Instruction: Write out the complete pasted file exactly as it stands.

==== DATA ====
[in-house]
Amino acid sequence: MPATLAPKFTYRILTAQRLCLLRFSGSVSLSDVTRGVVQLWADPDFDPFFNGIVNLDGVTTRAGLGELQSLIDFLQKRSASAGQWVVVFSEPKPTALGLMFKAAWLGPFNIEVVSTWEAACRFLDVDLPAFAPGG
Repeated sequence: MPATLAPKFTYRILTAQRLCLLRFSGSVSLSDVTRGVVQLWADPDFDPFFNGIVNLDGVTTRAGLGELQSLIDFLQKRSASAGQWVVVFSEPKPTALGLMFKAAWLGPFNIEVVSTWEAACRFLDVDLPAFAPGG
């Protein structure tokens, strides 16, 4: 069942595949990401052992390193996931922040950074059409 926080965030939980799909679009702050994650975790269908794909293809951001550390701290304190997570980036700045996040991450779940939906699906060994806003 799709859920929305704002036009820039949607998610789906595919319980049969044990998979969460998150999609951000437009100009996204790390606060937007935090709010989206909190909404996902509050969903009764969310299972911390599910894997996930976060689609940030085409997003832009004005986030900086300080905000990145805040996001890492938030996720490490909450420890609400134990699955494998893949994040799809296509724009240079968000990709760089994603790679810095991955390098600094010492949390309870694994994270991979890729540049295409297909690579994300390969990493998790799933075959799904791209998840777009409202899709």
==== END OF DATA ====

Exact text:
[in-house]
Amino acid sequence: MPATLAPKFTYRILTAQRLCLLRFSGSVSLSDVTRGVVQLWADPDFDPFFNGIVNLDGVTTRAGLGELQSLIDFLQKRSASAGQWVVVFSEPKPTALGLMFKAAWLGPFNIEVVSTWEAACRFLDVDLPAFAPGG
Repeated sequence: MPATLAPKFTYRILTAQRLCLLRFSGSVSLSDVTRGVVQLWADPDFDPFFNGIVNLDGVTTRAGLGELQSLIDFLQKRSASAGQWVVVFSEPKPTALGLMFKAAWLGPFNIEVVSTWEAACRFLDVDLPAFAPGG
């Protein structure tokens, strides 16, 4: 069942595949990401052992390193996931922040950074059409 926080965030939980799909679009702050994650975790269908794909293809951001550390701290304190997570980036700045996040991450779940939906699906060994806003 799709859920929305704002036009820039949607998610789906595919319980049969044990998979969460998150999609951000437009100009996204790390606060937007935090709010989206909190909404996902509050969903009764969310299972911390599910894997996930976060689609940030085409997003832009004005986030900086300080905000990145805040996001890492938030996720490490909450420890609400134990699955494998893949994040799809296509724009240079968000990709760089994603790679810095991955390098600094010492949390309870694994994270991979890729540049295409297909690579994300390969990493998790799933075959799904791209998840777009409202899709």